A US congressional panel has given the green light to a bill aiming to compel TikTok's Chinese parent company to divest the app within six months or face a potential ban. The proposal, endorsed by the White House and introduced by a different House committee, underscores concerns about national security.

TikTok has voiced strong opposition to the proposed legislation, arguing that it could have detrimental effects on free expression and small enterprises that rely on the platform. The social media giant has urged its users to engage with Congress, encouraging them to contact their representatives to express dissent.

According to reports, TikTok's call to action has prompted a significant response, with numerous calls flooding congressional offices. Some offices have even experienced phone line congestion, and a portion of the callers appeared to be teenagers.

The bill, championed by a bipartisan group known as the Select Committee on the Chinese Communist Party, is set to undergo a full House floor vote in the upcoming week. It received unanimous approval of 50-0 from the Energy and Commerce Committee, signaling broad support for its passage. However, its journey to becoming law would require Senate approval.

Amid TikTok's mobilization efforts, the committee chairwoman criticized the platform's attempt to rally its user base. In response, TikTok questioned why lawmakers would object to hearing from constituents, asserting that engaging with the public is an essential aspect of their responsibilities.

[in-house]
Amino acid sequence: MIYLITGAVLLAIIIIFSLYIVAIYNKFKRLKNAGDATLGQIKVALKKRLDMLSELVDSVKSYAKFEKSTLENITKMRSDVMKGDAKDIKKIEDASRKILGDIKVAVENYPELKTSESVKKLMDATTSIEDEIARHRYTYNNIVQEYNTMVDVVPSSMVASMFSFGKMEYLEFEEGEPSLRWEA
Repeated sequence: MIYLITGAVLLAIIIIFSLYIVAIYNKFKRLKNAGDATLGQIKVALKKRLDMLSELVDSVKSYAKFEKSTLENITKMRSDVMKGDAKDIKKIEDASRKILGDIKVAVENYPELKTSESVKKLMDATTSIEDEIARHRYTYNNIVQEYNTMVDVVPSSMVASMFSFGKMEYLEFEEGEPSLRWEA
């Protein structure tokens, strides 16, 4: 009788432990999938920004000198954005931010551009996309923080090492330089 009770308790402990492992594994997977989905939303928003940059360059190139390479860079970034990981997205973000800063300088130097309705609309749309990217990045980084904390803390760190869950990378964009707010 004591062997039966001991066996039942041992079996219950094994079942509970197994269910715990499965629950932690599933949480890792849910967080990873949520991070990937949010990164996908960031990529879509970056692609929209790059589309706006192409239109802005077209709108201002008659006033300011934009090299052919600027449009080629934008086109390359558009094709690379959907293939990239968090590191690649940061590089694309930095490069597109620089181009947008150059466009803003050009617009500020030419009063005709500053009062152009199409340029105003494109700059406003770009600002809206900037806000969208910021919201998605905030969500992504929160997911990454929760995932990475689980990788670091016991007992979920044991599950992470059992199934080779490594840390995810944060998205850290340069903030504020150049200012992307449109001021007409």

The proposed bill aims to safeguard the national security interests of the United States by addressing concerns related to foreign adversary-controlled applications, specifically targeting TikTok's owner, ByteDance.

Lawmakers assert that ByteDance's alleged ties to the Chinese Communist Party pose a potential threat, a claim vehemently denied by ByteDance and TikTok.

Under the provisions of the bill, ByteDance would be compelled to divest TikTok within a stipulated timeframe or risk removal from mobile app stores in the US, a move viewed as essential to preventing a foreign adversary from controlling a significant media platform within American borders, as emphasized by committee chairman Mike Gallagher and Illinois Democrat Raja Krishnamoorthi.

Despite assurances from proponents that the legislation offers ByteDance a window to comply, TikTok contends that the bill effectively constitutes an outright ban, which could infringe on the First Amendment rights of millions of Americans and adversely impact small businesses dependent on the platform.

Echoing TikTok's concerns, the American Civil Liberties Union (ACLU) warns against the potential infringement on free speech rights and the disruption of communication channels for millions of users.

This legislative effort represents the latest in a series of attempts by American lawmakers to address the perceived national security risks associated with TikTok, with previous measures including bans on the app's use on government devices and the initiation of legal proceedings under the Trump administration, which ultimately did not materialize.